Embodiments of the disclosure may be embodied in many different forms, including, but in no way limited to, computer program logic for use with a processor (e.g., a microprocessor, microcontroller, digital signal processor, or general purpose computer), programmable logic for use with a programmable logic device, (e.g., a Field Programmable Gate Array (FPGA) or other programmable logic device), discrete components, integrated circuitry (e.g., an Application Specific Integrated Circuit (ASIC)), or any other means including any combination thereof. In a typical embodiment of the present disclosure, some or all of the processing of the data collected using an OCT probe and the processor-based system or used to generate a control signal or initiate a user interface command is implemented as a set of computer program instructions that is converted into a computer executable form, stored as such in a computer readable medium, and executed by a microprocessor under the control of an operating system.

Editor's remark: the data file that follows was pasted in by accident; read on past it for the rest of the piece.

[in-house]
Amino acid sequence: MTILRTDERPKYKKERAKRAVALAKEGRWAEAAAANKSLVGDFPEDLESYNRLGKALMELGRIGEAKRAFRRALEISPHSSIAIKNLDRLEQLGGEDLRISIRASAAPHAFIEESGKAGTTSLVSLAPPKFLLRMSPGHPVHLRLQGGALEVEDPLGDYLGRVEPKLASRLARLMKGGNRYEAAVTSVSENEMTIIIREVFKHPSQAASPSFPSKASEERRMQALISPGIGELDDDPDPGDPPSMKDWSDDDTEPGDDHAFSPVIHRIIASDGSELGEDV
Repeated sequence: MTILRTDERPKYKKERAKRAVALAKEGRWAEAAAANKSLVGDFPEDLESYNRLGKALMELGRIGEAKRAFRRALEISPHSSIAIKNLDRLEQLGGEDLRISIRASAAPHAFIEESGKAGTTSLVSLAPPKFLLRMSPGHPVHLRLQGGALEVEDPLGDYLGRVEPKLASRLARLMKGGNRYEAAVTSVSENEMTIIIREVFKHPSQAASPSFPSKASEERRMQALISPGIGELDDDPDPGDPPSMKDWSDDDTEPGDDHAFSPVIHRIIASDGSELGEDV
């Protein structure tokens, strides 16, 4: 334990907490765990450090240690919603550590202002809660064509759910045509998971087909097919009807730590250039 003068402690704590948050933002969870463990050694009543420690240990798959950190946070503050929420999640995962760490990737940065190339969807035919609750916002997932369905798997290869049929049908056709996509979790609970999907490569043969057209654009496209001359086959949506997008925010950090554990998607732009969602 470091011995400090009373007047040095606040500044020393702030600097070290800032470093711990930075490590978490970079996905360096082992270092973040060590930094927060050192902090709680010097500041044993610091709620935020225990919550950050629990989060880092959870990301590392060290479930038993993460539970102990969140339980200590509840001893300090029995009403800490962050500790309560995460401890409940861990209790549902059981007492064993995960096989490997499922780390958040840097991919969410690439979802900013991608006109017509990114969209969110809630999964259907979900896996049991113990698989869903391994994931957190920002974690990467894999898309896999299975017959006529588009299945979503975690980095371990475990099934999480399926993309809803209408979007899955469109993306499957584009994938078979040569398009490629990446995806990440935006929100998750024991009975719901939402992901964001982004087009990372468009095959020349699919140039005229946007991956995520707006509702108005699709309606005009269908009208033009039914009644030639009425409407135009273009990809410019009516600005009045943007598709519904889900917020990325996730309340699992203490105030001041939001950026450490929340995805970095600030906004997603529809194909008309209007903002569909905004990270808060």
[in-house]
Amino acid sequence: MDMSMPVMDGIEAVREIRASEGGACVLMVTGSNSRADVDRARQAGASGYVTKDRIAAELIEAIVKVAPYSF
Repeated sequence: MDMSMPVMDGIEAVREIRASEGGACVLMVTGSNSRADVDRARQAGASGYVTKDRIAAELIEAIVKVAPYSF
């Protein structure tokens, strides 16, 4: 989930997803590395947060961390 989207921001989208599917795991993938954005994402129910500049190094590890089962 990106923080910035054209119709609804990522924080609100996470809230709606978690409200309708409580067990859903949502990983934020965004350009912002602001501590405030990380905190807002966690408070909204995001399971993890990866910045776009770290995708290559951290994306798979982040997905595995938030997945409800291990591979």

Thus, query, response, transmitted probe data, input data and other data and signal described herein are transformed into processor understandable instructions suitable for responding to user interface selections, controlling a graphical user interface, control and graphic signal processing, displaying cross-sectional information and images from other data collection modalities, generating and displaying stents and apposition bars and other intravascular data, displaying OCT, angiography, detecting shadows, detecting peaks, and other data as part of a graphic user interface and other features and embodiments as described above. Data and parameters suitable for display as GUI components or controls, values, or as another representation in a graphical user interface can include without limitation malapposition values, apposition bars, stent struts, missing data representations, indicator bars, shadows, angiography representations, three and two dimensional renders and views, and other features as described herein.